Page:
FICC (Fixed Income, Credit, Currency) Forum 2023
i3 FICC (Fixed Income, Credit & Currency) Forum 2023 | Invetment Innovation Institute

FICC (Fixed Income, Credit, Currency) Forum 2023

Scorpions appear dangerous and are often portrayed as aggressive predators with vicious stings.

However, scorpions are mostly hermits, hiding under rocks and trying to stay out of sight. In fact, they see humans as a threat and prefer to avoid contact as much as possible.


To the scorpion, self-preservation is paramount, as opposed to aggression. The sting that so often instigates fear is used only as an act of defence.

The strength of the creature is amplified in its ability to stay underwater for 2 days or survive a year without food. Of course, they can choose not to.

Recent archaeological findings indicate that these creepy crawlies even lived before the age of dinosaurs – a testament to the longevity and vigour of the creature!

Can the same be said about the resilience of fixed income or credit?

Are Bonds back?

Since the US 10-year Treasury yields peaked at around 16 per cent in the early 1980’s, bonds have enjoyed a 40-year bull run with a steady decline of rates. With rising prices and falling yields, bonds, hitherto the ballast to equity risk, face questions of redundancy, possibly extinction!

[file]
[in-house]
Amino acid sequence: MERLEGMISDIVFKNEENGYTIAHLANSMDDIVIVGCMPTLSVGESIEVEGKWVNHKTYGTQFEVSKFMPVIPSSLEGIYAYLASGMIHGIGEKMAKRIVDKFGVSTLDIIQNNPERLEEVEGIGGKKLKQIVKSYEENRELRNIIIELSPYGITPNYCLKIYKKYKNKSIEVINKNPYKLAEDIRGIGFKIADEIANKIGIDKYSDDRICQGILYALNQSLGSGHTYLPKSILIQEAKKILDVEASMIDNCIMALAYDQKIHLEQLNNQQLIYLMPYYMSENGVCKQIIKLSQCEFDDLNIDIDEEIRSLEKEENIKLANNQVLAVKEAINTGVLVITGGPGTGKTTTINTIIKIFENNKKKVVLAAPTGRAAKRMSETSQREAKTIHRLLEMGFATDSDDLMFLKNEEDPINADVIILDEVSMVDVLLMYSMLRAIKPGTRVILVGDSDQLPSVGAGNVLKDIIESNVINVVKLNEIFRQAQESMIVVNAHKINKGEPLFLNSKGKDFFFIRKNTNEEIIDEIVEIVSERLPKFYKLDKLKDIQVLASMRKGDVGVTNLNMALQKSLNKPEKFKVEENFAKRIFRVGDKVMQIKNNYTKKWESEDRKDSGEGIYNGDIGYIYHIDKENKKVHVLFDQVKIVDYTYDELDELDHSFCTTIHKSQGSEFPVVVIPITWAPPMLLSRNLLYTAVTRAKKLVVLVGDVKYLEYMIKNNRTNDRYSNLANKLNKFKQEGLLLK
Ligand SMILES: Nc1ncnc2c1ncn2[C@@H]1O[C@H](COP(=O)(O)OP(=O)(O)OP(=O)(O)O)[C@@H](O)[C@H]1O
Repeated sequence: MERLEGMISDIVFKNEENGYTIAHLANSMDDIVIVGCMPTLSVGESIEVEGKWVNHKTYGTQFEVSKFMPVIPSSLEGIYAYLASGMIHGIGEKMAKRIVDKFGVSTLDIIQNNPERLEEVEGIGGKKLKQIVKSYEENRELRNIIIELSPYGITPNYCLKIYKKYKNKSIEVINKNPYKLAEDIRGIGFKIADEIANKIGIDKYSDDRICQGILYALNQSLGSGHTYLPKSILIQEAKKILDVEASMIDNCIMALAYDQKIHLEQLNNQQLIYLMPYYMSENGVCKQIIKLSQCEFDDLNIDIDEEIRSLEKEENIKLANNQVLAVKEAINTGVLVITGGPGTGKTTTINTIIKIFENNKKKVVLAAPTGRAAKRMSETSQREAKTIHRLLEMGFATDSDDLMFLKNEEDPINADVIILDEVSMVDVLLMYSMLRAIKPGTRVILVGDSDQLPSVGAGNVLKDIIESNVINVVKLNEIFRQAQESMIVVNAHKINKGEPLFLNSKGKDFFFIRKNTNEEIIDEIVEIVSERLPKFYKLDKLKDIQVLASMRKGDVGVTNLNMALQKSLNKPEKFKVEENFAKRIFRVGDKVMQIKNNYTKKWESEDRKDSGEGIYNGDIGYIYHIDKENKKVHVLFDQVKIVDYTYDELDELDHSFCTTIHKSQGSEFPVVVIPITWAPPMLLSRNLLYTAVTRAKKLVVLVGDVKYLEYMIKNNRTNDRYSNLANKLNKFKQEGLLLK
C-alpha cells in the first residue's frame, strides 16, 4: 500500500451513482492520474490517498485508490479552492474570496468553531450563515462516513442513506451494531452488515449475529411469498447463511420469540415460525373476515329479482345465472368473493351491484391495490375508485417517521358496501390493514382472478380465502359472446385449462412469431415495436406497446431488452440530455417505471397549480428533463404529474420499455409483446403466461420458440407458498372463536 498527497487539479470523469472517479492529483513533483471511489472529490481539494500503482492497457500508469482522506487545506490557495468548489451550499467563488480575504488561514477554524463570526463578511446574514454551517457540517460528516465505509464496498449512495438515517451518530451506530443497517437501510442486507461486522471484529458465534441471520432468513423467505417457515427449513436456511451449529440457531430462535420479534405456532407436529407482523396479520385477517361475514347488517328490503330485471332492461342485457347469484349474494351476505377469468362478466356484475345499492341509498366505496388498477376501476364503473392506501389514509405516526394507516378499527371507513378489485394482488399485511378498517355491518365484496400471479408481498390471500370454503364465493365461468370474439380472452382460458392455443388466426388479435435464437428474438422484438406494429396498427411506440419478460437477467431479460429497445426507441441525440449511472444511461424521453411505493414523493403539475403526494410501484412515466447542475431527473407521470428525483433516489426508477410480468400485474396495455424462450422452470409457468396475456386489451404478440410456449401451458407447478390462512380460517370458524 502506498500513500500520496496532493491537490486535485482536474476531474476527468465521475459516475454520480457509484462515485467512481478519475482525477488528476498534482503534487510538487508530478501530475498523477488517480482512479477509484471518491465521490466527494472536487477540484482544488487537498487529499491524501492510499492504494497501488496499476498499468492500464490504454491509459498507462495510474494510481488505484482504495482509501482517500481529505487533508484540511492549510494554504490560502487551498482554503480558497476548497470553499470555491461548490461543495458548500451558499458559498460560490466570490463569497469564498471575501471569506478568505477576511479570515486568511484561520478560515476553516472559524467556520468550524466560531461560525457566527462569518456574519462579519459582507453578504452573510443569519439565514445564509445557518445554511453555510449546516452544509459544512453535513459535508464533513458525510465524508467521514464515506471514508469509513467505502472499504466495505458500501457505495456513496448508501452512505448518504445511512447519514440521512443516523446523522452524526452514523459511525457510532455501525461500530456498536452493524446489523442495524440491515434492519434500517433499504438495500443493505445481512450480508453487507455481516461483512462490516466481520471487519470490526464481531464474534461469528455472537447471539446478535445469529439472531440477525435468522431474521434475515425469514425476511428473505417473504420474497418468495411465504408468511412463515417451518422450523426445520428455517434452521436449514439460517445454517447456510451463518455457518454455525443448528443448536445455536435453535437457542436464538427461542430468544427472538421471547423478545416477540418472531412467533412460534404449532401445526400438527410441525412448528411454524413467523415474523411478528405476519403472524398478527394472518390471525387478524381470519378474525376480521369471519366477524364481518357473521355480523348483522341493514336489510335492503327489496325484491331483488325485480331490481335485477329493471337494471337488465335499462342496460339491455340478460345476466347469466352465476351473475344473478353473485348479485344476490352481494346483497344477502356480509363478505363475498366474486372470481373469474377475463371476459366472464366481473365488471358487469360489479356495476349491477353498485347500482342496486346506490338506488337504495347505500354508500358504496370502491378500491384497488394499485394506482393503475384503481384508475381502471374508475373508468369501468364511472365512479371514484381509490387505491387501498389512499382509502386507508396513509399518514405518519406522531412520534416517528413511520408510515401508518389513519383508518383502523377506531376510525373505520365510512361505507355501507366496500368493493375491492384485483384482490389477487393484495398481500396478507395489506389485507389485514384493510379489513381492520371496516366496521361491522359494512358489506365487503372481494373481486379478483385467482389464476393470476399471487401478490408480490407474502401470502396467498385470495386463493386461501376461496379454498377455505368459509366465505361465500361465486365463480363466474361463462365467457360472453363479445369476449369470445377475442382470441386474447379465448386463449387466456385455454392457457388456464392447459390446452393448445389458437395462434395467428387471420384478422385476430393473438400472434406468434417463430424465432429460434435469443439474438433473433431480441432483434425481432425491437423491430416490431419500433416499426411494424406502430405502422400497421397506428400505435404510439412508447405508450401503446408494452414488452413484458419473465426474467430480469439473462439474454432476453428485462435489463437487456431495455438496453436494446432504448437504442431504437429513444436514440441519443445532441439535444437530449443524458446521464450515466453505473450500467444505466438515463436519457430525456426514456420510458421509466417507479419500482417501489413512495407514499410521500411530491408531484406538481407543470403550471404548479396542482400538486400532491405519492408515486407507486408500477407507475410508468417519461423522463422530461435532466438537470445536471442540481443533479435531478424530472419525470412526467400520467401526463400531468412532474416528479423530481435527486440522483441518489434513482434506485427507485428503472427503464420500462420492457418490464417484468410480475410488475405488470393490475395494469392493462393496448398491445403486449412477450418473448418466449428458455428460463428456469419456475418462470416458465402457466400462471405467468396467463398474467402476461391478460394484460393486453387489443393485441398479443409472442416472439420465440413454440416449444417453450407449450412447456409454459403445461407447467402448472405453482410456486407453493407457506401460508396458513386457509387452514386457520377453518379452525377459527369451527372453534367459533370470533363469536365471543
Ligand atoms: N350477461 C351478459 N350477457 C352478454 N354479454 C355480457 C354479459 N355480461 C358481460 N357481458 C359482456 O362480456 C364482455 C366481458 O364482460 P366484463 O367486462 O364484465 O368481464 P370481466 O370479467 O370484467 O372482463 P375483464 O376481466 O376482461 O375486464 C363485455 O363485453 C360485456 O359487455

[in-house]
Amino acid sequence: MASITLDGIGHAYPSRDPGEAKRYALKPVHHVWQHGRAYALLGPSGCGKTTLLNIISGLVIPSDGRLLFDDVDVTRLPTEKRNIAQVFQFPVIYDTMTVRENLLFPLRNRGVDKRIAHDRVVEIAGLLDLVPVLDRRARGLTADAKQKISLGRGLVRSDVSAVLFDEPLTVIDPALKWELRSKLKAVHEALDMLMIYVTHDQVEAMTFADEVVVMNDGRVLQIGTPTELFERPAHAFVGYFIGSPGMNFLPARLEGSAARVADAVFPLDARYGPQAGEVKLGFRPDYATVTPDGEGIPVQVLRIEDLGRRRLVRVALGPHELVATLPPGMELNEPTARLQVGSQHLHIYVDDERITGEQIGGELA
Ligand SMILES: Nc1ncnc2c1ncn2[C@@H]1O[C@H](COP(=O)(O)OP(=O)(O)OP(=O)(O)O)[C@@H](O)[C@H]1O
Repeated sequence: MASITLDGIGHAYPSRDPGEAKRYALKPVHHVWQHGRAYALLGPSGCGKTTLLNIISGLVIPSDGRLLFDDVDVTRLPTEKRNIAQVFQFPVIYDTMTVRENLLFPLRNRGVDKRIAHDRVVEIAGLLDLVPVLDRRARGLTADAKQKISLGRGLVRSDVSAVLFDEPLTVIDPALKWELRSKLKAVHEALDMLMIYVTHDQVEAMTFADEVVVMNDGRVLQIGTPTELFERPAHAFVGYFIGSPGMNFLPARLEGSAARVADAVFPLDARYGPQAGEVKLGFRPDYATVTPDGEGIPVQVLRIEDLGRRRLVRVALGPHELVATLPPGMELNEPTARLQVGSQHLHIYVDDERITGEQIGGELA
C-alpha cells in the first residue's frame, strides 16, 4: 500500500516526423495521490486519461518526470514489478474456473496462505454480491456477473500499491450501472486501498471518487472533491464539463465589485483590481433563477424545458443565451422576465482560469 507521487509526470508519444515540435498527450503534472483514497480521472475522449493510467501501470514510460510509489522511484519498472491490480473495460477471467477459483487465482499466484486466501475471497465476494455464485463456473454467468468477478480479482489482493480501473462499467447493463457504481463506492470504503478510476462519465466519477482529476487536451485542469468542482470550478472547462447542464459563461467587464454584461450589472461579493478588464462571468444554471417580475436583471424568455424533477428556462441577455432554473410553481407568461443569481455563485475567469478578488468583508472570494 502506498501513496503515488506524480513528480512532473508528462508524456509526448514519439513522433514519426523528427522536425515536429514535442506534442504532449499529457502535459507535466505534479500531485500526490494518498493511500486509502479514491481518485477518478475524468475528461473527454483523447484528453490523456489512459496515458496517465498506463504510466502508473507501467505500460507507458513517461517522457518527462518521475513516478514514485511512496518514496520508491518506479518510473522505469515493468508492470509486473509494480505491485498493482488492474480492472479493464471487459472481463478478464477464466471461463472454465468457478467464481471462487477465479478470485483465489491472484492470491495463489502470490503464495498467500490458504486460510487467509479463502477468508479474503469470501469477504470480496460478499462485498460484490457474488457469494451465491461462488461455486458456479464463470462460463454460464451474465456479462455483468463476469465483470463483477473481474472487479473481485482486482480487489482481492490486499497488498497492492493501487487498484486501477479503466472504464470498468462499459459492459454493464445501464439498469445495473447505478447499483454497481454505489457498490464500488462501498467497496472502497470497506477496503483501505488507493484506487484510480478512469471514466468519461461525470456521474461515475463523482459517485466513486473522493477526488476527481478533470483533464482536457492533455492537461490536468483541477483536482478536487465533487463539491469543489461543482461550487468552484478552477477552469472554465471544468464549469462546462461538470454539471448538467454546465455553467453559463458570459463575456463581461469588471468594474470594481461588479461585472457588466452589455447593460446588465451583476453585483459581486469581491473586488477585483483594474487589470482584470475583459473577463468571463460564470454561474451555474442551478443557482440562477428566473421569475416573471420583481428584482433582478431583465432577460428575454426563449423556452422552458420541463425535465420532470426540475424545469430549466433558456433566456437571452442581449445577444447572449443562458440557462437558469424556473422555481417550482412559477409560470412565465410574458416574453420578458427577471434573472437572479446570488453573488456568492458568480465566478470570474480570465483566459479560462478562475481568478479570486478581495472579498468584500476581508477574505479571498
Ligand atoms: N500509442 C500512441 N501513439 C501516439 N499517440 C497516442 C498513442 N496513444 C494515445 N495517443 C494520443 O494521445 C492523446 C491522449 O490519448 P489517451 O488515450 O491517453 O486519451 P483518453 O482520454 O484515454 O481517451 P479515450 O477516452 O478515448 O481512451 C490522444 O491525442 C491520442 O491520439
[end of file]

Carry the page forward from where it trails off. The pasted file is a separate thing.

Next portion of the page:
After years of low yields followed by the carnage in 2022 as central banks aggressively fight inflation, returns in the fixed income markets appear poised to rebound. This is buoyed by the expectation that the Fed tightening cycle is closer to the end, with high inflation under control.

Time to add Duration and Credit?

Notwithstanding concerns of the inverted yield curve and recessionary fears, investors don’t have to go far up the fixed income risk spectrum to obtain yields, be they short-term government bonds, investment grade credit, asset-backed securities or high yield etc.

Is term premia back on the cards? Should investors start adding duration, or is that even necessary?

Evolution of Private Credit

Most investors would have allocated to private credit, but like any asset class, the approach to how they allocate capital have evolved over time.

The rapid rate rises have amplified the cost of borrowing and refinancing; and hence risk of defaults. However, the higher yields and wider spreads have lifted private credit returns too.

The next 12-18 months will witness a clear separation between lenders employing disciplined risk measures during boom times and those that took elevated risks.

How can investors continue to gain exposure to this asset class, blending a diversified portfolio of private credit exposures?


We look forward to an in-depth discussion on fixed income and credit portfolio construction at the 7th annual FICC (Fixed Income, Credit & Currency) Forum.